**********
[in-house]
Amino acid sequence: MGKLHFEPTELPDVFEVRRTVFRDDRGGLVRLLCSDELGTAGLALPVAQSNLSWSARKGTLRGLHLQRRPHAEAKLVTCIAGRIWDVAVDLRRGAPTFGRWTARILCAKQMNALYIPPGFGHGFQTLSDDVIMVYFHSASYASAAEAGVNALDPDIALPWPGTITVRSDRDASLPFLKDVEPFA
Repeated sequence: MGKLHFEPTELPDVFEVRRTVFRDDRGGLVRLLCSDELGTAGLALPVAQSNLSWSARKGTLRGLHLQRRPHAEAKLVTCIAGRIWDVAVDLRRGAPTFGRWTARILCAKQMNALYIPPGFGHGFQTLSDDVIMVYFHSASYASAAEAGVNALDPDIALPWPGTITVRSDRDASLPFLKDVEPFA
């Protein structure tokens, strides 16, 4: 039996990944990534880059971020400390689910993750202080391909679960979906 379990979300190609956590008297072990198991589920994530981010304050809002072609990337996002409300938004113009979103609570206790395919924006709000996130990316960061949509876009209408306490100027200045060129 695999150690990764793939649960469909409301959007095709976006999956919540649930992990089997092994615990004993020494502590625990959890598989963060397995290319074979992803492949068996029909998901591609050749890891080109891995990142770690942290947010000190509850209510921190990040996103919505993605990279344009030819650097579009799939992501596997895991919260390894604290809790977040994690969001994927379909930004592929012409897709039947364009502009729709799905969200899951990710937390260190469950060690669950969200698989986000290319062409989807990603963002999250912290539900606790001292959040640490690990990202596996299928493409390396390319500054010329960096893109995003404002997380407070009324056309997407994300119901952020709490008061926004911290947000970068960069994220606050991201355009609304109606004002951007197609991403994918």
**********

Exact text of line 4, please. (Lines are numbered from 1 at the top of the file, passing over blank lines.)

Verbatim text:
């Protein structure tokens, strides 16, 4: 039996990944990534880059971020400390689910993750202080391909679960979906 379990979300190609956590008297072990198991589920994530981010304050809002072609990337996002409300938004113009979103609570206790395919924006709000996130990316960061949509876009209408306490100027200045060129 695999150690990764793939649960469909409301959007095709976006999956919540649930992990089997092994615990004993020494502590625990959890598989963060397995290319074979992803492949068996029909998901591609050749890891080109891995990142770690942290947010000190509850209510921190990040996103919505993605990279344009030819650097579009799939992501596997895991919260390894604290809790977040994690969001994927379909930004592929012409897709039947364009502009729709799905969200899951990710937390260190469950060690669950969200698989986000290319062409989807990603963002999250912290539900606790001292959040640490690990990202596996299928493409390396390319500054010329960096893109995003404002997380407070009324056309997407994300119901952020709490008061926004911290947000970068960069994220606050991201355009609304109606004002951007197609991403994918």